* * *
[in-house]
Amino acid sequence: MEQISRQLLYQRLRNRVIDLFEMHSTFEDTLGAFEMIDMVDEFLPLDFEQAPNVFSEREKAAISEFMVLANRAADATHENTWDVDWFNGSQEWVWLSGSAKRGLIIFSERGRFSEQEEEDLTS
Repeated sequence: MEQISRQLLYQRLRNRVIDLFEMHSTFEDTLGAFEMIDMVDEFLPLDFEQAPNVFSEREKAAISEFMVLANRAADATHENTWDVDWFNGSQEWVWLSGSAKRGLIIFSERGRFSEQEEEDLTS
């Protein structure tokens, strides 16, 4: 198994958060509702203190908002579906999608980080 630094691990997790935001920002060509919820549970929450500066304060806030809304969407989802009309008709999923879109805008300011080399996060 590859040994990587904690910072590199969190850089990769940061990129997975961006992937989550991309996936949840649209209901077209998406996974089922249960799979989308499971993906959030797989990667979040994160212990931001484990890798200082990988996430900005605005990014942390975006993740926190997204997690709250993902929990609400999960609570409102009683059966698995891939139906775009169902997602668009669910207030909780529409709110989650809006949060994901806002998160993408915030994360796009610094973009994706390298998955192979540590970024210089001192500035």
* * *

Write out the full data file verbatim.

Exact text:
[in-house]
Amino acid sequence: MEQISRQLLYQRLRNRVIDLFEMHSTFEDTLGAFEMIDMVDEFLPLDFEQAPNVFSEREKAAISEFMVLANRAADATHENTWDVDWFNGSQEWVWLSGSAKRGLIIFSERGRFSEQEEEDLTS
Repeated sequence: MEQISRQLLYQRLRNRVIDLFEMHSTFEDTLGAFEMIDMVDEFLPLDFEQAPNVFSEREKAAISEFMVLANRAADATHENTWDVDWFNGSQEWVWLSGSAKRGLIIFSERGRFSEQEEEDLTS
């Protein structure tokens, strides 16, 4: 198994958060509702203190908002579906999608980080 630094691990997790935001920002060509919820549970929450500066304060806030809304969407989802009309008709999923879109805008300011080399996060 590859040994990587904690910072590199969190850089990769940061990129997975961006992937989550991309996936949840649209209901077209998406996974089922249960799979989308499971993906959030797989990667979040994160212990931001484990890798200082990988996430900005605005990014942390975006993740926190997204997690709250993902929990609400999960609570409102009683059966698995891939139906775009169902997602668009669910207030909780529409709110989650809006949060994901806002998160993408915030994360796009610094973009994706390298998955192979540590970024210089001192500035």